How do you quantify the effects of things that don't happen to you? "The whole point of living in a culture is that much of the labor of perception and judgment is done for you, spread through media, and absorbed through an imperceptible process that has no single author." (previously; via)
Obsessively Detailed Map of American Literature's Most Epic Road Trips
"The...map is the result of a painstaking and admittedly quixotic effort to catalog the country as it has been described in the American road-tripping literature. It includes every place-name reference in 12 books about cross-country travel...and maps the authors' routes on top of one another. You can track an individual writer's descriptions of the landscape as they traveled across it, or you can zoom in to see how different authors have written about the same place at different times."[more inside]
"During his days as Harvard’s influential president, Dr. Charles W. Eliot made a frequent assertion: If you were to spend just 15 minutes a day reading the right books, a quantity that could fit on a five-foot shelf, you could give yourself a proper liberal education. Publisher P. F. Collier and Son loved the idea and asked Eliot to compile and edit the right collection of works. The result: a 51-volume series of classic works from world literature published in 1909 called Dr. Eliot’s Five Foot Shelf, which would later be called The Harvard Classics." (Via) [more inside]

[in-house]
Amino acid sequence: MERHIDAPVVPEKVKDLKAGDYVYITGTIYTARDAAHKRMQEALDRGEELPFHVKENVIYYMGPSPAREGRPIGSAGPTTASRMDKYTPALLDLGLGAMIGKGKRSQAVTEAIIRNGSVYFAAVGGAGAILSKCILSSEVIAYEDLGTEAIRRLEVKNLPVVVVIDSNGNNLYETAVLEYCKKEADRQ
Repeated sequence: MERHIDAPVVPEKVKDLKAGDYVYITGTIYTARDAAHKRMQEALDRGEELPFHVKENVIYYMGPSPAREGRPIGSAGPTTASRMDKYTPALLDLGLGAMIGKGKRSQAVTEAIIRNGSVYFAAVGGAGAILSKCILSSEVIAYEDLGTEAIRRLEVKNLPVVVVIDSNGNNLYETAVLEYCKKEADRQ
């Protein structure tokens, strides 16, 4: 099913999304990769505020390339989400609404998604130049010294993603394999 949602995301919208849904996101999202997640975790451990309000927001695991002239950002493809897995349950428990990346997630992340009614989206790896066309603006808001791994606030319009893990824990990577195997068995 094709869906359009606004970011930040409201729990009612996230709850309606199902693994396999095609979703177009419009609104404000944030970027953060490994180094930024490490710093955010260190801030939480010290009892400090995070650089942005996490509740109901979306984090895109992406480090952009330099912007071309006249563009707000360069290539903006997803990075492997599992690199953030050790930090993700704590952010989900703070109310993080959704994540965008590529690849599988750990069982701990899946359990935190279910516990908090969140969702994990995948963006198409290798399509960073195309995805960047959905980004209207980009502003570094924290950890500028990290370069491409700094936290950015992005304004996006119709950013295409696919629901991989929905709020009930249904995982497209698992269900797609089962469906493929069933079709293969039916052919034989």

The Corpus of American Historical English is a searchable index of word usage in American printed material from 1810 to 2009. Powerful complex searches allow you to trace the appearance and evolution of words and phrases and even specific grammatical constructions, see trends in frequency, and plenty more. Start with the 5-Minute Tour.
Shockingly, a novel about a Nazi officer who abets murder squads, transports Jews to Auschwitz, has sex with his twin sister, possibly kills his parents and then dies rich, old and reflective has caused a trans-Atlantic controversy among literary critics. Published in the original French three years ago, the English translation of Jonathan Littell's The Kindly Ones hit American bookstores this week. [more inside]
It's almost as good as being at John Ashbery's home (bio) and there's more, including a preliminary inventory of his library* (search for "inventories" or scroll down). Ashbery's poetry is still very much invested in the reader's pleasure—more so than many supposedly "approachable" poets. You can hear him read his poems (more), watch him (here's -transcript- a brief taste and a half-hour video) or read a few of his poems. [more inside]
What is the current state of American poetry? Hank Lazer: Perhaps, contrary to the laments, we are now living through a particularly rich time in American poetry—an era of radically democratized poetry...In its anarchic democratic disorganized decentralization, poetry culture has developed in a manner parallel to the computer: the decentralized PC has beaten the main-frame. No one can pretend to know what is out there, or what is next. Who are some of the most notable American poets active in the beginning of the 21st century?
Once upon a midnight dreary, while I pondered weak and weary... Ok, but ever wonder what "quaff this kind nepenthe" means, or where "the night's plutonian shore" is? You'll be an expert on "The Raven" in minutes with this interactive annotation of Poe's classic Halloween poem. There are many interesting subjects on this site, which was linked previously in a thread about the mysterious toaster who leaves cognac at Poe's grave every year on the writer's birthday.
So this year's Best American Poetry book is out, which means it's time once again for me to feel (English-major) guilt about not enjoying, or even "getting," more contemporary poetry. It looks like I'm not the only one, though, who wonders, "Does anybody like these poems?" Poet Joan Houlihan likens this collection to a "suburban poetry mall." (via Arts & Letters Daily)